Bittersweet Baking Honorable Mention: Best Bittersweet Story
Here is our first honorable mention: Stephanie with what we felt was really by far the best bittersweet story we received…
My entry is “Go Buckeye Cherry Pie” it’s a pie I first made for the Ohio State University football team playing in the National Championship game this year. The pie is “bittersweet” because OSU, sadly, lost the game for the 2nd year in a row.
However, this pie is truly fantastic, my dad’s favorite, and was a great end to a night of snacking on game-day foods. Perfect when served with a scoop (or two) of vanilla ice cream and enjoyed with a warm cup of coffee during these cold Ohio winter days.
Baking has become a true passion of mine since I was very sick and bed bound a couple years ago after having major ankle surgeries because of two forms of muscular dystrophy I have. I lost a dangerous amount of weight due to the surgeries and my chronic illnesses and was more ill than I’ve ever been. I started reading food blogs (like Apartment Therapy!) and cookbooks, and thanks to proper medication and physical therapy getting me out of bed and walking again, I began baking as a way to gain weight. It worked wonderfully!
Not only do I get some exercise standing in the kitchen and prepping ingredients as well as rolling out dough, etc. but my hard work usually pays off with some very tasty end results!
I made this pie as an homage to my late paternal grandfather who truly loved pie (and baking it) and the Ohio State Buckeyes! I know he would have loved to share this pie with our family as we watched OSU not only in the Championship game, but all the exciting wins that led them to New Orleans! Besides, there’s always next year, and there’s always room for cherry pie and a hot cup of coffee!
Pie crust is from Dorie Greenspan‘s recipe in Baking: From My Home to Yours
Good for Almost Everything Pie Dough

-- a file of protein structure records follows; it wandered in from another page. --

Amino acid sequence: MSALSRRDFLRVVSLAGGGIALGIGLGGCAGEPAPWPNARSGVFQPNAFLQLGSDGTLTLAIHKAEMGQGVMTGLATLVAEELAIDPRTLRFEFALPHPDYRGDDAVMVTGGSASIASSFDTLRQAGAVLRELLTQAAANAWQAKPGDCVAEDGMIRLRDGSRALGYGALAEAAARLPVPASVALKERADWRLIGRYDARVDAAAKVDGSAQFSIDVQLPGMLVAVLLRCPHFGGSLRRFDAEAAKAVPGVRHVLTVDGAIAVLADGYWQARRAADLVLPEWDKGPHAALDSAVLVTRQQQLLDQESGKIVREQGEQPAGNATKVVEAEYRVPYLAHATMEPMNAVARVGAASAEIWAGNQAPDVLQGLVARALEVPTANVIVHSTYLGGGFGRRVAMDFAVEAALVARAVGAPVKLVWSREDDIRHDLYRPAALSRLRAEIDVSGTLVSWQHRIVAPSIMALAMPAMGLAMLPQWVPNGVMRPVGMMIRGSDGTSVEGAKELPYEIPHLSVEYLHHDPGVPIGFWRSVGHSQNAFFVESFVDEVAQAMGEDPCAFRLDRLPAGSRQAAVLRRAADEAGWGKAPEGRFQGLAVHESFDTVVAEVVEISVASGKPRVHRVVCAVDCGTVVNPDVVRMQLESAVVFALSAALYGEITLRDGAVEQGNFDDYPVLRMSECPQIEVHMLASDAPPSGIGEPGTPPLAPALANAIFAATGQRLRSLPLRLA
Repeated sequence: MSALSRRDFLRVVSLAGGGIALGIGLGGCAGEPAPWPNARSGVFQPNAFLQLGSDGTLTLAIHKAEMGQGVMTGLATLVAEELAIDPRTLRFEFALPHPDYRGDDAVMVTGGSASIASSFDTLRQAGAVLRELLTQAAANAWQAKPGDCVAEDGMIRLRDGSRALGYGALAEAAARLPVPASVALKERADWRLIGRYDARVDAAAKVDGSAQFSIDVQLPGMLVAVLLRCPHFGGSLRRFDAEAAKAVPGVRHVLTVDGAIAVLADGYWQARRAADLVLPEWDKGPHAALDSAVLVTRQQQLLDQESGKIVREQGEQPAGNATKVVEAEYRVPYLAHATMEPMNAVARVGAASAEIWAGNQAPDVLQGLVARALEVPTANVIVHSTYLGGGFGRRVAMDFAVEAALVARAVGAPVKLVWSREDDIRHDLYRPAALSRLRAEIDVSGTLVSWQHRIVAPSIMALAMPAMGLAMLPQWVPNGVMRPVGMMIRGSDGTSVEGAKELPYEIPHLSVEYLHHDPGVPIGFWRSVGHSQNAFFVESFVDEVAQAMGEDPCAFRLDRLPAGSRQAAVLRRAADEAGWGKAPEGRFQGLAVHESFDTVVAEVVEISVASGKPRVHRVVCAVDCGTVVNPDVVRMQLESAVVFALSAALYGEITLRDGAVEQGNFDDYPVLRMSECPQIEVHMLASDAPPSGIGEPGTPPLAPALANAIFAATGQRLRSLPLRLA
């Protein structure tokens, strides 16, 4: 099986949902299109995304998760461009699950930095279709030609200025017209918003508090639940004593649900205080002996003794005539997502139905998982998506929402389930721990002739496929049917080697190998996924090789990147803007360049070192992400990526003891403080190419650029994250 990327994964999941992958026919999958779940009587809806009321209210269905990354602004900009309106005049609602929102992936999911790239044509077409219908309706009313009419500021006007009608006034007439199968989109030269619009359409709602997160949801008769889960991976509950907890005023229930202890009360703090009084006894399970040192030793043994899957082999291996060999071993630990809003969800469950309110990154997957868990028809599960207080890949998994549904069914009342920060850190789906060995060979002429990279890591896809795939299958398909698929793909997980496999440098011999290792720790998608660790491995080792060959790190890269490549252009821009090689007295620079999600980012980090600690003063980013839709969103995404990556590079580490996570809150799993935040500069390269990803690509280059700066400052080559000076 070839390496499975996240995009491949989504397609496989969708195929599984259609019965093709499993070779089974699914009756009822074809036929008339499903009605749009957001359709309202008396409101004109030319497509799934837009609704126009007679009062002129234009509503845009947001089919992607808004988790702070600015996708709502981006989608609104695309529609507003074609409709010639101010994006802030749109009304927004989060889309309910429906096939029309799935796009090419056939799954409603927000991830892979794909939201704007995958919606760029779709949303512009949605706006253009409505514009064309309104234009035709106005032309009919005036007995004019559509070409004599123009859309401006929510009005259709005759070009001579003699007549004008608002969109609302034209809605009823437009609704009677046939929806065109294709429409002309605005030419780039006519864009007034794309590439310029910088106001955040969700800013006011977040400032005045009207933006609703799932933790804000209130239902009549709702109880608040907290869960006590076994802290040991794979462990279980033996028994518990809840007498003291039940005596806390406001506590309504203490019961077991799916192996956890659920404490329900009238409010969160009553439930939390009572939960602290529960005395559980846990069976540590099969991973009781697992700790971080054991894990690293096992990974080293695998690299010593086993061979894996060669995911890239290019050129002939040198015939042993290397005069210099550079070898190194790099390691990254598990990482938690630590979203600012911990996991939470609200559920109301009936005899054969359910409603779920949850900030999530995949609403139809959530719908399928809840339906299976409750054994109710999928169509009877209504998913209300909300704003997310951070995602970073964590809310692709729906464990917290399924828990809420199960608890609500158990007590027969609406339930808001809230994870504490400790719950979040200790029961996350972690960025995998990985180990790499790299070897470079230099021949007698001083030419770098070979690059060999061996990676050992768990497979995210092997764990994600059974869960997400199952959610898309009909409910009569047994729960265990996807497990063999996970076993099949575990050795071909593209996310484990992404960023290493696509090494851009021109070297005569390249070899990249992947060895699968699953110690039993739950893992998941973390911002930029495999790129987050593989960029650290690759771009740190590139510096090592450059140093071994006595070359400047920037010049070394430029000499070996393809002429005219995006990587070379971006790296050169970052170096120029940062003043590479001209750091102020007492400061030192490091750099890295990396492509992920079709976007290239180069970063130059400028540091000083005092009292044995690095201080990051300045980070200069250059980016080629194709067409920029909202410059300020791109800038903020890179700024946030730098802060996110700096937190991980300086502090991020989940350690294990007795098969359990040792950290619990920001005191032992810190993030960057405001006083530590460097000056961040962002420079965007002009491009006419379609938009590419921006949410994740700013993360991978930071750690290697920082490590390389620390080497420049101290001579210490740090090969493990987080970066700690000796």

You’ll need a large-capacity food processor to make a double crust. If your machine isn’t large enough, make the dough in two batches.
For a 9-inch Double Crust:
3 cups all-purpose flour
1/4 cup sugar
1 1/2 teaspoons salt
2 1/2 sticks (10 ounces) very cold (frozen is fine) unsalted butter, cut intro tablespoon-size pieces
1/2 cup very cold (frozen is even better) vegetable shortening, cut into 4 pieces
About 1/2 cup ice water
For a 9-inch Single Crust:
1 1/2 cups all-purpose flour
2 tablespoons sugar
3/4 teaspoon salt
1 1/4 sticks (10 tablespoons) very cold (frozen is fine) unsalted butter, cut into tablespoon-size pieces
2 1/2 tablespoons very cold (frozen is even better) vegetable shortening, cut into 2 pieces
About 1/4 cup ice water
Put the flour, sugar and salt into a food processor fitted with a metal blade; pulse just to combine the ingredients. Drop in the butter and shortening and pulse only until the butter and shortening are cut into the flour. Don’t overdo the mixing — what you’re aiming for is to have some pieces the size of fat green peas and others the size of barley. Pulsing the machine on and off, gradually add about 6 tablespoons of the water if making a double crust, 3 tablespoons if making a singe crust — add a little water and pulse once, add some more water, pulse again and keep going that way. Then use a few long pulses to get the water into the flour. If, after a dozen or so pulses, the dough doesn’t look evenly moistened of form soft curds, pulse in as much of the remaining water as necessary, or even a few drops more, to get a dough that will stick together when pinched. Big pieces of butter are fine. Scrape the dough out of the work bowl and onto a work surface.
If making a double crust, divide the dough in half. Gather each half into a ball, flatten each ball into a disk and wrap each half in plastic. Or shape the dough for a single crust into a disk and wrap it. Refrigerate the dough for at least 1 hour before rolling. (If your ingredients were very cold and you worked quickly, though, you might be able to roll the dough immediately: the dough should be as cold as if it had just come out of the fridge.)
TO ROLL OUT THE DOUGH: Have a buttered 9-inch pie plate at hand.